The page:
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How "set" called in .net ? i don't see any generic called set. The problem with linked list (and sets) is that the data doesn't sit on the same spot in the memory, so when i read from a List, i have the benefit of caching, but when i use sets/linked lists i loose this benefit. Although i have to remove items from the list about once a second, i need to read from the list 100 time more (collision checking etc..) – OopsUser Dec 29 '12 at 13:44
@OopsUser, you're looking for ISet<T>, which you can read about here. – Drew Noakes Dec 29 '12 at 14:08
@OopsUser, also, it would be useful to see how you calculate bulletsForDeletion. Perhaps there's a way of making that more optimal too. – Drew Noakes Dec 29 '12 at 14:11
Here is the code : foreach (Bullet bullet in mBullets) { foreach (Player player in players) { if (player.Location.Intersects(bullet.Location) { bulletsForDeletion.Add(bullet); player.HP-=1; } } } – OopsUser Dec 29 '12 at 14:19

Can't you just switch from List (equivalent of Java's ArrayList to highlight that) to LinkedList? LinkedList takes O(1) to delete a specific element, but O(n) to delete by index

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How a list is implemented internally is not something you should be thinking about. You should be interacting with the list in that abstraction level.

If you do have performance problems and you pinpoint them to the list, then it is time to look at how it is implemented.

As for removing items from a list - you can use mBullets.RemoveAll(predicate), where predicate is an expression that identifies items that have collided.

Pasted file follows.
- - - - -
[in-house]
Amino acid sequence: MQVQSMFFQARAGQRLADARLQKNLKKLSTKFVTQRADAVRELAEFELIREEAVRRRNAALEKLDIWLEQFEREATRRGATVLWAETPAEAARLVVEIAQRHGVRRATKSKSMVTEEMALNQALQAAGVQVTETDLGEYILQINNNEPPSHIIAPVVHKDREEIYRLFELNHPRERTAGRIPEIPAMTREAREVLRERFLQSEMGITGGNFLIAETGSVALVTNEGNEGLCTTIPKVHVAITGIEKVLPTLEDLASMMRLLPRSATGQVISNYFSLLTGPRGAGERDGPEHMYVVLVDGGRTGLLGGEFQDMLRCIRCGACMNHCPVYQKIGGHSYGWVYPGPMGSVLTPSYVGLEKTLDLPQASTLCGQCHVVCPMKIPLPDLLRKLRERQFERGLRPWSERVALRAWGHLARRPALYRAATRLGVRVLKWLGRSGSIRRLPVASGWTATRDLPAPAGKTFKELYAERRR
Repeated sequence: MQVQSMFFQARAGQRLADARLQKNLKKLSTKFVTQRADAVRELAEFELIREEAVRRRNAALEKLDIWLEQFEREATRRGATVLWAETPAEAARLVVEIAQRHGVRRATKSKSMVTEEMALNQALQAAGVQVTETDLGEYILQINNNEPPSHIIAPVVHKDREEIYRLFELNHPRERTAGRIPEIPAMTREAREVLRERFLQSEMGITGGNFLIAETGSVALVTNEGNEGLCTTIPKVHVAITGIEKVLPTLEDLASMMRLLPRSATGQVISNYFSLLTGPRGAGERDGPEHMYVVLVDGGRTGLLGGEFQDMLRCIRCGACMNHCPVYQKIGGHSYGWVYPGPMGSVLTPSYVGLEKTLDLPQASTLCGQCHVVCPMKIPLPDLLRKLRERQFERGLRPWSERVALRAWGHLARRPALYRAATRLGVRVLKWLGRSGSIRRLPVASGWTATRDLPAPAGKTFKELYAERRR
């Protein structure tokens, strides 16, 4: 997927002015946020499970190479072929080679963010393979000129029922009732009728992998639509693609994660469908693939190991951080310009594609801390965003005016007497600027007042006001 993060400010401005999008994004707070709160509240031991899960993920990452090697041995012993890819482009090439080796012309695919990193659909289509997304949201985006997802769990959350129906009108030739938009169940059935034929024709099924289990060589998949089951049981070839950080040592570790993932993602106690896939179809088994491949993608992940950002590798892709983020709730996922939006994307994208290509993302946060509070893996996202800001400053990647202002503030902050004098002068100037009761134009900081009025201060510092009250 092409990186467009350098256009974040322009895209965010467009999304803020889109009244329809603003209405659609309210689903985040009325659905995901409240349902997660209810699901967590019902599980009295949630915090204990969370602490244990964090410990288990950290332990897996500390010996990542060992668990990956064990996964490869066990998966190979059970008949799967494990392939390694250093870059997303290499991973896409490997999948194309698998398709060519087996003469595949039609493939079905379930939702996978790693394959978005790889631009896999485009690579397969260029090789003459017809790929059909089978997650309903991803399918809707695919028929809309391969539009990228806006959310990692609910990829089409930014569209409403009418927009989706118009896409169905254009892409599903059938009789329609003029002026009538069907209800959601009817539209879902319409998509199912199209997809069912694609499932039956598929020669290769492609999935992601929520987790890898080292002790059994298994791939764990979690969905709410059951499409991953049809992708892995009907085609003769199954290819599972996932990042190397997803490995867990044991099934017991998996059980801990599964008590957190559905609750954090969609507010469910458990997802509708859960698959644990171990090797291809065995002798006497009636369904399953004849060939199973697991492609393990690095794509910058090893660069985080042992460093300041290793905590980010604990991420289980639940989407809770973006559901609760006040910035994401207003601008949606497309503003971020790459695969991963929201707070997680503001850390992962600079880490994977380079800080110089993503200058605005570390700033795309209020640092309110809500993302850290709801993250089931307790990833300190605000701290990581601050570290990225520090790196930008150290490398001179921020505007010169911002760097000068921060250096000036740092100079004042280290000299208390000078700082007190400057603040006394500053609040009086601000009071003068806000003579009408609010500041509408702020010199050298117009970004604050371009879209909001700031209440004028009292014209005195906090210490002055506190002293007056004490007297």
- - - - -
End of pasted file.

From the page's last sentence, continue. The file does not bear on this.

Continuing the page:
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RemoveAt(int index) is faster than Remove(T item) because the later use the first inside it, doing reflection, this is the code inside each function.

Also, Remove(T) has the function IndexOf, which has inside it a second loop to evalute the index of each item.

public bool Remove(T item)
  int index = this.IndexOf(item);
  if (index < 0)
    return false;
  return true;

public void RemoveAt(int index)
  if ((uint) index >= (uint) this._size)
  if (index < this._size)
    Array.Copy((Array) this._items, index + 1, (Array) this._items, index, this._size - index);
  this._items[this._size] = default (T);

I would do a loop like this:

for (int i=MyList.Count-1; i>=0; i--) 
    // add some code here
    if (needtodelete == true)
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Your last code block is an inefficient version of MyList.Clear(). Did you mean to write something else? – Drew Noakes Dec 29 '12 at 14:12
@DrewNoakes , Yes, I assume that the asking user will add few conditions to delete some items, he will not actually be deleting all items, edited my post. – sharp12345 Dec 29 '12 at 14:17

In the spirit of functional idiom suggested by "usr", you might consider not removing from your list at all. Instead, have your update routine take a list and return a list. The list returned contains only the "still-alive" objects. You can then swap lists at the end of the game loop (or immediately, if appropriate). I've done this myself.